Ocnus.Net
News Before It's News
About us | Ocnus? |

Front Page 
 
 Africa
 
 Analyses
 
 Business
 
 Dark Side
 
 Defence & Arms
 
 Dysfunctions
 
 Editorial
 
 International
 
 Labour
 
 Light Side
 
 Research
Search

Business Last Updated: Sep 19, 2022 - 2:25:02 PM


How China’s Debt Trap Diplomacy will use CBDCs to replace the SWIFT banking system
By Samson Williams & George Pullen, Financial Express (India), 14/9/22
Sep 18, 2022 - 11:42:52 AM

Email this article
 Printer friendly page

Thereby establishing the Digital Yuan as the de facto Central Bank Digital Currency (CBDC) currency to the fastest growing economies in the world.

However, once we start to peel back the onion we can glimpse the inner soul of China’s favorite tool of geopolitical conquest, Debt Trap Diplomacy.

 

China is trapping African nations into debt and as part of “forgiving” that debt China requires them to use the Chinese CBDC the Digital Yuan for all international commerce, trade and finance payments. Thereby establishing the Digital Yuan as the de facto Central Bank Digital Currency (CBDC) currency to the fastest growing economies in the world. Hence another reason why CBDCs are inevitable.

With much fanfare China announced in August of 2022 that they were forgiving billions in debt for 17 African countries. Which on the surface seems like a very kind thing to do? However, once we start to peel back the onion we can glimpse the inner soul of China’s favorite tool of geopolitical conquest, Debt Trap Diplomacy.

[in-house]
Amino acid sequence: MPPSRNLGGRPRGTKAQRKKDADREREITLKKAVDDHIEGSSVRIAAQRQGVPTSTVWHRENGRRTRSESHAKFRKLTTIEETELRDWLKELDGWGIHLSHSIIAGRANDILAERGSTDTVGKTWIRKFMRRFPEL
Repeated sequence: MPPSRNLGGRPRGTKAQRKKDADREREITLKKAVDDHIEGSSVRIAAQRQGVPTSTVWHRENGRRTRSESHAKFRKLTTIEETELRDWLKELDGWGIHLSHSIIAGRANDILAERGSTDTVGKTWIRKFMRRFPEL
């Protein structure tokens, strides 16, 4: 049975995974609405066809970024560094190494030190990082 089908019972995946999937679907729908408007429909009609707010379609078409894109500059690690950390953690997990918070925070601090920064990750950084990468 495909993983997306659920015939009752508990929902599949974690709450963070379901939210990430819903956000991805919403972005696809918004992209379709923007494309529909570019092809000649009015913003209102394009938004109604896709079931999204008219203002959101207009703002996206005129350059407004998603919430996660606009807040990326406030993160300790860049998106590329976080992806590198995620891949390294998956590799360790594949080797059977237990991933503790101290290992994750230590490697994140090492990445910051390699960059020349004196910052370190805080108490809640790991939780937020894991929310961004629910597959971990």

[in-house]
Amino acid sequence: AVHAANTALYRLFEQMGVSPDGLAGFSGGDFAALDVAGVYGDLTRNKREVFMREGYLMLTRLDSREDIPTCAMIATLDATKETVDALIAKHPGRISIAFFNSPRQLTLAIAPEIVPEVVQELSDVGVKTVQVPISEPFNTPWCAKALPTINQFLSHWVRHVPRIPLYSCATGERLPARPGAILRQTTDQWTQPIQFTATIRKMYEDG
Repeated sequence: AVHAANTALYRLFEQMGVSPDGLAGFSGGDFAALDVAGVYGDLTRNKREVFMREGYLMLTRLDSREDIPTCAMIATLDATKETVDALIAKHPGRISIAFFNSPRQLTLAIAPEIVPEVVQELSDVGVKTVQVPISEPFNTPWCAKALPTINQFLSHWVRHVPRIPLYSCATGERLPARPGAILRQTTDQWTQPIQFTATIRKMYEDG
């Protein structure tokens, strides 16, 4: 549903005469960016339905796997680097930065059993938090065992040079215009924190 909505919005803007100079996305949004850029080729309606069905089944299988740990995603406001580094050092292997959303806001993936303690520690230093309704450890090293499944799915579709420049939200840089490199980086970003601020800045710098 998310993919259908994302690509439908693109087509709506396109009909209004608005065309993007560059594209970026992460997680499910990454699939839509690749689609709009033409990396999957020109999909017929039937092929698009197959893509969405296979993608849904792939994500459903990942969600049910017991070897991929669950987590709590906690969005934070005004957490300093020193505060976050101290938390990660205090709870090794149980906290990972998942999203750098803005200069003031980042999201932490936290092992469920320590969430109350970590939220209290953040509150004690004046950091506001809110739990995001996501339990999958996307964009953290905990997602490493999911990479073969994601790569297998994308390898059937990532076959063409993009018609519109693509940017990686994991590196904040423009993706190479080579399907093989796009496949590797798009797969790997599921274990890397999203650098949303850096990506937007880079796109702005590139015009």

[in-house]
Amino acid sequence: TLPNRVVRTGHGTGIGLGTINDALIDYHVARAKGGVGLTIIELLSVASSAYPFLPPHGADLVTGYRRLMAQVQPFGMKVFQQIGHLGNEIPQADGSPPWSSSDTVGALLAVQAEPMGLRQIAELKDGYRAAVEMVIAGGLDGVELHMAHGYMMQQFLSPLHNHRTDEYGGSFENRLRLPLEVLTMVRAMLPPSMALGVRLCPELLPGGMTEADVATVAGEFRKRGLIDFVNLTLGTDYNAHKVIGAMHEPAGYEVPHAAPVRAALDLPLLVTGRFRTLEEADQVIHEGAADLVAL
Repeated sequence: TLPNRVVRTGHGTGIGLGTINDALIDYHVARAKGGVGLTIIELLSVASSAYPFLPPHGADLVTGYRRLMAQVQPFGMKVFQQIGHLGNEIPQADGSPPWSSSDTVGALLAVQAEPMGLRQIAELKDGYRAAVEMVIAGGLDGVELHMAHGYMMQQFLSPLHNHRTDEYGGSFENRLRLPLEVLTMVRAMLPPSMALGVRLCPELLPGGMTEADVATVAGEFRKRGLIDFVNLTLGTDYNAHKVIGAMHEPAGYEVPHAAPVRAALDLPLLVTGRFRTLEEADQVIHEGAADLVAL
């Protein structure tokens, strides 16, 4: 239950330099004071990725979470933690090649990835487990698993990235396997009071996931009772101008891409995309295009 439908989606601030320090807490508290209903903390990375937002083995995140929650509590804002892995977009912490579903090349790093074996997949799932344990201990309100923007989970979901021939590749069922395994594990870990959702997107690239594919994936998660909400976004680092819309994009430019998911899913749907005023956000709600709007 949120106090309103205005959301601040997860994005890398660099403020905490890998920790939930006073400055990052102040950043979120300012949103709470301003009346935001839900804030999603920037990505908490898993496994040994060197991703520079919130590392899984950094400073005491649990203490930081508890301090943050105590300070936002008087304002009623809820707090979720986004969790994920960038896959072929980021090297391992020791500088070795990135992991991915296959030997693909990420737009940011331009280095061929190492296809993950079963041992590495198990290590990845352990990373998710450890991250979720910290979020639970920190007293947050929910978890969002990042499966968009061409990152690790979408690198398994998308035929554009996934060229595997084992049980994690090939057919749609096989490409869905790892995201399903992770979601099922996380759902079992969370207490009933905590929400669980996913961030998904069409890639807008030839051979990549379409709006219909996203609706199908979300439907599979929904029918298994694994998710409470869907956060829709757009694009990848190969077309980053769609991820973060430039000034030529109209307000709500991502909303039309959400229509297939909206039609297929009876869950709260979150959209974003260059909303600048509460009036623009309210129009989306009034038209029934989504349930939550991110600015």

Debt Trap Diplomacy is so straightforward and utterly capitalistic that its simplistic nature is the deception. Generally speaking Debt Trap Diplomacy goes something along the lines of: China lends Angola money to build infrastructure like roads, hospitals and airports. As part of the loan conditions Angola must buy Chinese steel, heavy equipment and in many cases even use Chinese labor to build the project. The result of this is that the majority of the money lent to Angola goes right back to China for goods, products and services; meanwhile Angola is still on the hook for the interest. Through this type of Debt Trap Diplomacy, as of 2022, Angola owes China nearly $90B USD; which costs about $8B dollars a year in interest alone.

To be clear Angola isn’t alone. China, through its Belt And Road Initiative and the Asian Investment Infrastructure Bank, formed in 2016 to compete with the World Bank and IMF, has lent out between $4T and $8T USD to over 100 countries who are part of China’s Belt And Road Initiative. If you’re unfamiliar with China’s Belt And Road Initiative, the short story is that China once built the Silk Road, dominating trade from Beijing to London for over 1400 years. The Belt And Road Initiative is Silk Road 2.0 for a digital age. Another example of how China is reconstituting the Silk Road is how China secured a 99-year lease from Sri Lanka. China built the deepwater Hambantota Port in Sri Lanka for $1.2B USD and then in 2017 “forced”/ “negotiated” Sri Lanka into a 99 year lease, after Sri Lanka fell behind in payments to China. Just like that, China secured the Chinese equivalent of America’s Guantanamo, Cuba military base, right next to one of its rivals in the Indian Ocean, India, with a pen. Providing once again the pen is mightier than the sword, especially when combined with the Art of War.